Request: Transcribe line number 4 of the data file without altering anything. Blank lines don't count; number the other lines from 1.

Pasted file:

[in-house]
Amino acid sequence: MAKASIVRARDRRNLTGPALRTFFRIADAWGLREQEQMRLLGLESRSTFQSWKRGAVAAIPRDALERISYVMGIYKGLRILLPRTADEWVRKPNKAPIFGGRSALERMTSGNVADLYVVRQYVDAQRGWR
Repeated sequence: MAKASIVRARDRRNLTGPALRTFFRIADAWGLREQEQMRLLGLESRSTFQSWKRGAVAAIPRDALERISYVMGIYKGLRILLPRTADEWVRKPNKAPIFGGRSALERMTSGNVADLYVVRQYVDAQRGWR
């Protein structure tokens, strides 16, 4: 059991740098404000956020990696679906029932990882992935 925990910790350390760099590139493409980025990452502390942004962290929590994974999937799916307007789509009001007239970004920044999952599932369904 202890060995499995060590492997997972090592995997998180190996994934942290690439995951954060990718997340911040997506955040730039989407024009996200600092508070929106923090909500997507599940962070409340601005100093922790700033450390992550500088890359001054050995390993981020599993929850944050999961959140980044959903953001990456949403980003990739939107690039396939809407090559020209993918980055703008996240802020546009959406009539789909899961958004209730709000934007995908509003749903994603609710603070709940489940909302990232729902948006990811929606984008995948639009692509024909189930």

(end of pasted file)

């Protein structure tokens, strides 16, 4: 059991740098404000956020990696679906029932990882992935 925990910790350390760099590139493409980025990452502390942004962290929590994974999937799916307007789509009001007239970004920044999952599932369904 202890060995499995060590492997997972090592995997998180190996994934942290690439995951954060990718997340911040997506955040730039989407024009996200600092508070929106923090909500997507599940962070409340601005100093922790700033450390992550500088890359001054050995390993981020599993929850944050999961959140980044959903953001990456949403980003990739939107690039396939809407090559020209993918980055703008996240802020546009959406009539789909899961958004209730709000934007995908509003749903994603609710603070709940489940909302990232729902948006990811929606984008995948639009692509024909189930």